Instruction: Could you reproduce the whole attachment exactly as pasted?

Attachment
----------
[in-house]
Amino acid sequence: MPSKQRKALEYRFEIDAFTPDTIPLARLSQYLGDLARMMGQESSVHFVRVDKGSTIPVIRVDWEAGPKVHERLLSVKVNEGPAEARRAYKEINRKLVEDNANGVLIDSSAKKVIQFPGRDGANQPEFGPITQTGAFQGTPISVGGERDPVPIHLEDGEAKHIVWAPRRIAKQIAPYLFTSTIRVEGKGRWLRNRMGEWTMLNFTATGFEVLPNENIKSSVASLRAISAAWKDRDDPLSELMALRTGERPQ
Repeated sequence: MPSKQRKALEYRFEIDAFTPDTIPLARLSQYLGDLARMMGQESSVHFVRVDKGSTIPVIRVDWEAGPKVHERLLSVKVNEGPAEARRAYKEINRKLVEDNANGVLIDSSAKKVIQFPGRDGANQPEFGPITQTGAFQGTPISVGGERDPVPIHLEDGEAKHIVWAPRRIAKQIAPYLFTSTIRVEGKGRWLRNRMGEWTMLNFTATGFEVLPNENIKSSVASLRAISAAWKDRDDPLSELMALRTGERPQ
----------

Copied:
[in-house]
Amino acid sequence: MPSKQRKALEYRFEIDAFTPDTIPLARLSQYLGDLARMMGQESSVHFVRVDKGSTIPVIRVDWEAGPKVHERLLSVKVNEGPAEARRAYKEINRKLVEDNANGVLIDSSAKKVIQFPGRDGANQPEFGPITQTGAFQGTPISVGGERDPVPIHLEDGEAKHIVWAPRRIAKQIAPYLFTSTIRVEGKGRWLRNRMGEWTMLNFTATGFEVLPNENIKSSVASLRAISAAWKDRDDPLSELMALRTGERPQ
Repeated sequence: MPSKQRKALEYRFEIDAFTPDTIPLARLSQYLGDLARMMGQESSVHFVRVDKGSTIPVIRVDWEAGPKVHERLLSVKVNEGPAEARRAYKEINRKLVEDNANGVLIDSSAKKVIQFPGRDGANQPEFGPITQTGAFQGTPISVGGERDPVPIHLEDGEAKHIVWAPRRIAKQIAPYLFTSTIRVEGKGRWLRNRMGEWTMLNFTATGFEVLPNENIKSSVASLRAISAAWKDRDDPLSELMALRTGERPQ